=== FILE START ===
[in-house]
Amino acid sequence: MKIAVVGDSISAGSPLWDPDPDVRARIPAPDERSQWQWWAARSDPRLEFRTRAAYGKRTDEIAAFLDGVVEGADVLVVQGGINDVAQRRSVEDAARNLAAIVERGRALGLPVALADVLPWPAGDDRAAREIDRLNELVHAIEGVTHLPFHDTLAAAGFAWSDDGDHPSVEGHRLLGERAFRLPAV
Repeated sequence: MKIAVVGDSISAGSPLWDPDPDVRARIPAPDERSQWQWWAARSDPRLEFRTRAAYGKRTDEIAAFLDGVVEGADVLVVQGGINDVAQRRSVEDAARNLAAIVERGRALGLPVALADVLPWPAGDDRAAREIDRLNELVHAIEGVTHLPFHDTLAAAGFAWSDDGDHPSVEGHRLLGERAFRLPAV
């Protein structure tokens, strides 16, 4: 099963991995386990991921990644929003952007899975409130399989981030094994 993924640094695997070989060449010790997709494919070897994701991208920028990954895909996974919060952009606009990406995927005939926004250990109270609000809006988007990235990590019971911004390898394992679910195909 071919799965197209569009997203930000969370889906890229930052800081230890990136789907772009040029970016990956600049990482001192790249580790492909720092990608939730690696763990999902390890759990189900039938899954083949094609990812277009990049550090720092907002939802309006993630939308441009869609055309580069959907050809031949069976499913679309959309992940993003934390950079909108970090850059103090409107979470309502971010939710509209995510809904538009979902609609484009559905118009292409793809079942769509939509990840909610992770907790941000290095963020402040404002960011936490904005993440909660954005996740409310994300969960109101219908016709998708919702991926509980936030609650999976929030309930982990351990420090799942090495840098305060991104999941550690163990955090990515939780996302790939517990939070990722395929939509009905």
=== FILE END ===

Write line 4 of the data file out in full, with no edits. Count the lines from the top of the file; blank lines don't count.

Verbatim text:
């Protein structure tokens, strides 16, 4: 099963991995386990991921990644929003952007899975409130399989981030094994 993924640094695997070989060449010790997709494919070897994701991208920028990954895909996974919060952009606009990406995927005939926004250990109270609000809006988007990235990590019971911004390898394992679910195909 071919799965197209569009997203930000969370889906890229930052800081230890990136789907772009040029970016990956600049990482001192790249580790492909720092990608939730690696763990999902390890759990189900039938899954083949094609990812277009990049550090720092907002939802309006993630939308441009869609055309580069959907050809031949069976499913679309959309992940993003934390950079909108970090850059103090409107979470309502971010939710509209995510809904538009979902609609484009559905118009292409793809079942769509939509990840909610992770907790941000290095963020402040404002960011936490904005993440909660954005996740409310994300969960109101219908016709998708919702991926509980936030609650999976929030309930982990351990420090799942090495840098305060991104999941550690163990955090990515939780996302790939517990939070990722395929939509009905």